Gender, Neoconservatism, Republicans, Ron Paul

In the event that you’ve failed to keep track of the succession of empty headed bobbing heads called on to impart their “analysis” on the idiot’s lantern—you’ll find everything you need to know about S.E. Cupp, “commentator,” in “Just Another Mouth in the Republican Fellatio Machine.” While Cupp is not as off-putting, banal and over-the-top as Jedediah Bila, she’s up there.

In any event, here is an exchange about Ron Paul between two of CNN’s towering intellects, Jake Tapper (an OK journalist when he sticks to reporting) and Cupp:

TAPPER: S.E., let’s start with you. I know you’re not Senator Paul’s biggest fan. But removing your views on him, he could be a serious contender, I think. …

… There’s one other elephant in the room, and that is Ron Paul, his father, who is — I don’t know how to say it without ending up with nine million tweets, but has very objectionable views to many Americans, to many Republicans, and has affiliated himself with some real crackpots on the right. I think that is definitely guarantee those tweets, but…

CUPP: [smirking smugly] Incoming.

TAPPER: How do you deal with that? How do you deal with somebody like Ron Paul?

CUPP: Rand Paul?

TAPPER: Yes.

CUPP: Yes.

Rand Paul sort of I think spent the past decade watching his dad run for president, and thought to himself, I can do that better. And so I think you have seen him moderate because he understands rightly that Ron Paul’s views were completely unpalatable.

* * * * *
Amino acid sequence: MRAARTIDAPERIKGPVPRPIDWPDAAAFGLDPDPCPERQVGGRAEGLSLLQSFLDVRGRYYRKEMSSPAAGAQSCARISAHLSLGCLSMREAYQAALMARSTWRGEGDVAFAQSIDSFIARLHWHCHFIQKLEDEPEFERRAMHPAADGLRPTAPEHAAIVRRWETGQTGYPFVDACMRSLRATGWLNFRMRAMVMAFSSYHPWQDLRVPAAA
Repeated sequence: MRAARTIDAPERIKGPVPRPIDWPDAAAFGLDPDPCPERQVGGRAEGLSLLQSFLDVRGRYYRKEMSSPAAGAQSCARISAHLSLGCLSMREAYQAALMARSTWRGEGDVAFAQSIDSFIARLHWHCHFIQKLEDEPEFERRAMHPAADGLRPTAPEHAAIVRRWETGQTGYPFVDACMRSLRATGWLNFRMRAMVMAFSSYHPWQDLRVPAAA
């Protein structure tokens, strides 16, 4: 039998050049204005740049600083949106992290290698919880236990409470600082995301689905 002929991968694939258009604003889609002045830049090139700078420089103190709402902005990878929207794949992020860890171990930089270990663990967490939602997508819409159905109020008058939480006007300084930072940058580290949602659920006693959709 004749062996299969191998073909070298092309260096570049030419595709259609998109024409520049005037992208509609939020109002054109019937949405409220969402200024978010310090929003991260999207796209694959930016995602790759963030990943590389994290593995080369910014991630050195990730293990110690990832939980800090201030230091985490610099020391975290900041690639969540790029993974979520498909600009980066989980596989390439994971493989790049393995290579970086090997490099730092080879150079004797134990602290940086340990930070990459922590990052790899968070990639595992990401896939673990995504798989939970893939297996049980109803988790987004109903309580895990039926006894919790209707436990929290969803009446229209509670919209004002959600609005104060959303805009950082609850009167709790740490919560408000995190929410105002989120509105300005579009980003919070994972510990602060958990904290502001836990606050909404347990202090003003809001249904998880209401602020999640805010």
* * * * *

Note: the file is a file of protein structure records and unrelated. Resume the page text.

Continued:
So he’s starting from that, you know, far right or left — I don’t even know what to call it — place of Ron Paul and moderating toward the center. The trick is going to be to take the Ron Paul supporters, the young folks who liked Ron Paul’s libertarianism, and also make his — again governing philosophy, which is different from his libertarian philosophy, work for the center.

That’s going to be a tough thing to pull off. I know you’re confident he can, but I think he’s going to have a tough time with that.

MORE.


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Rand Paul: ‘People Shouldn’t Be So Afraid Of Freedom’

Foreign Policy, Iraq, Neoconservatism